Stereotype de-bunking brings light to different cultures

Cameron Gorman

Speakers representing various communities took the stage in the Kiva Thursday night to offer their perspective on the stereotypes they are attached to.

They discussed the ramifications of these stereotypes and the truths that often differ from what is widely believed.

Speakers at the event included students John Hess, representing European-Americans; John Jones, representing the African-American community; Brian Wakely, representing the LGBTQ community; and Sebastian Adames-Rodriguez, presenting a portion on the Latin-American community.

The event began with a video outlining the stereotypes associated with millennials, African-Americans and other groups of people from the perspectives of a diverse cast of individuals.

The panel then addressed questions from a moderator, Amanda Leu, for the remainder of the evening. The questions ranged from relationships to dealing with cultural norms.

“If you question that someone can fall in love, you’ve never felt it. It is a human emotion. It is not specific to any sexuality or identity except for that of human,” Wakely said. “There are some things that are different about the relationships, but they can definitely fall in love.”

Adames-Rodriguez addressed differences between being Latino, Hispanic and Spanish and disputed common perceptions about their occupations.

“Latino refers more to geographic and cultural terms, while Hispanic refers more to language,” Adames said. “Yes, there are maids, there are landscapers, there are drug dealers, but many of those people came here for a better opportunity and were discriminated against.”

When asked about the stereotype that African-Americans are violent, Jones said, “I feel that a better question would be why are white people considered less violent? We are not the only ones who are violent. The focus should not be placed squarely on Africans. People as a whole commit violent crimes.”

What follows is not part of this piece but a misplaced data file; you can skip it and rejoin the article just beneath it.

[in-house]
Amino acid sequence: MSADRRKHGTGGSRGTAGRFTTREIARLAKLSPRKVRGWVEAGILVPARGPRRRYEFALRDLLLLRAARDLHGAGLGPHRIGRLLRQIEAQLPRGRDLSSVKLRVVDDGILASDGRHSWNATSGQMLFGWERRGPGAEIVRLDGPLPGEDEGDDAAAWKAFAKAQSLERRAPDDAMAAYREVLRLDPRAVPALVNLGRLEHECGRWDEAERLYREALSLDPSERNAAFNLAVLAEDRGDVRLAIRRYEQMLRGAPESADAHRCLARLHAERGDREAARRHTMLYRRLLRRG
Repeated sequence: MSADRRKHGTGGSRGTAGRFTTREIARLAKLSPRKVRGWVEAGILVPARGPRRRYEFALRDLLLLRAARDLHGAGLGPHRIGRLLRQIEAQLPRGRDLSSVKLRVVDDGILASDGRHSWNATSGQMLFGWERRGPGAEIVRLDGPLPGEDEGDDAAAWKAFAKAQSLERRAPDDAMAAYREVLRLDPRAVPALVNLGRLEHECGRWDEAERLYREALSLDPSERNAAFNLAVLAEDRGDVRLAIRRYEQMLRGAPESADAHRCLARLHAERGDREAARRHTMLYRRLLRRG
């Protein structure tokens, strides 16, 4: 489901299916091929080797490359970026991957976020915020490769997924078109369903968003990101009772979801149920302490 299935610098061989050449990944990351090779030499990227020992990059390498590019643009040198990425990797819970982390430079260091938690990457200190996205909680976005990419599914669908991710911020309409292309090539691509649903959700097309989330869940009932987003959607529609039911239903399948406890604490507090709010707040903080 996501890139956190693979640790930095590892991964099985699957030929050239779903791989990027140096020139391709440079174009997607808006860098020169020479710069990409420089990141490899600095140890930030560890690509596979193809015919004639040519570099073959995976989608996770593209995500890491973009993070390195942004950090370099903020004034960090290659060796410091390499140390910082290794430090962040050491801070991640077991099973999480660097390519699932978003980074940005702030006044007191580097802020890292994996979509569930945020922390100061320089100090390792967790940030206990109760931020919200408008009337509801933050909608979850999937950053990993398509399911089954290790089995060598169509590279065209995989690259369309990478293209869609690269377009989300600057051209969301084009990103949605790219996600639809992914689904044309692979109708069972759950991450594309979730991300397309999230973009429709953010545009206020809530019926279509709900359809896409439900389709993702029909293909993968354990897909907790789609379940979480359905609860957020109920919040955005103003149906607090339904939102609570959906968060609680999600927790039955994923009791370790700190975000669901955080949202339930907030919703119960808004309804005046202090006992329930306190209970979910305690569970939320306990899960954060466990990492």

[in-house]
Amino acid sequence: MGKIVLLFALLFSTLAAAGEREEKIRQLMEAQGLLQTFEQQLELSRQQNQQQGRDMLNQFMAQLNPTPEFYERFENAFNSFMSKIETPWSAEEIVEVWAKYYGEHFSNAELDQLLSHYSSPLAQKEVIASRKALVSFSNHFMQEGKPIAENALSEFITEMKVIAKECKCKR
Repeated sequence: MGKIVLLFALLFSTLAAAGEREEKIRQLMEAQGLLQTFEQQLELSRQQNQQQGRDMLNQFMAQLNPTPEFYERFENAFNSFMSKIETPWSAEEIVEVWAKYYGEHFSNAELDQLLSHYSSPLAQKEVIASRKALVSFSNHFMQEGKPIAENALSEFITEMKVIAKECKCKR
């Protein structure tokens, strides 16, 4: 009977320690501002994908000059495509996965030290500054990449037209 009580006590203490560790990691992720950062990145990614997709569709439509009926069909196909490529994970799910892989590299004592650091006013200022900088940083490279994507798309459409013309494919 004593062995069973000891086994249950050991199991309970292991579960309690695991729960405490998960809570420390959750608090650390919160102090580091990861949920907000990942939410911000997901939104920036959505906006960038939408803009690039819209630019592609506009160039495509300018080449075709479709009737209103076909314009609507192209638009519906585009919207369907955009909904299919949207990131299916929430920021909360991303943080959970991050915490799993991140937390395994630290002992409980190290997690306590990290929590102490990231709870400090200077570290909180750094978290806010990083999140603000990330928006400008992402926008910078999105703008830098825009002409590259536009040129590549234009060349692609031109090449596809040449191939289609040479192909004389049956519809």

The conversation then turned to Hess.

“Many white people get defensive when the subject of white privilege comes up. I’d like to say it’s simultaneously a blessing and a curse. It’s an unfortunate reality that needs to be confronted, recognized, and dismantled.”

After the panel, there was a segment about American stereotypes as a whole, in order to bring the discussion into a more inclusive light. Thoughts on the Confederate flag were also considered.

The event closed with a discussion on millennial stereotypes and an artistic expression segment.

This included a performance by the Golden Reflections dance team, a spoken word poem by Iniah Dunbar, a speech by Carlos Silva, a musical performance by Denzel Washington, a dance piece by P.J. Camargo and a piano and vocal piece by Dara Sherman.

Cameron Gorman is a general assignment reporter. Contact her at [email protected]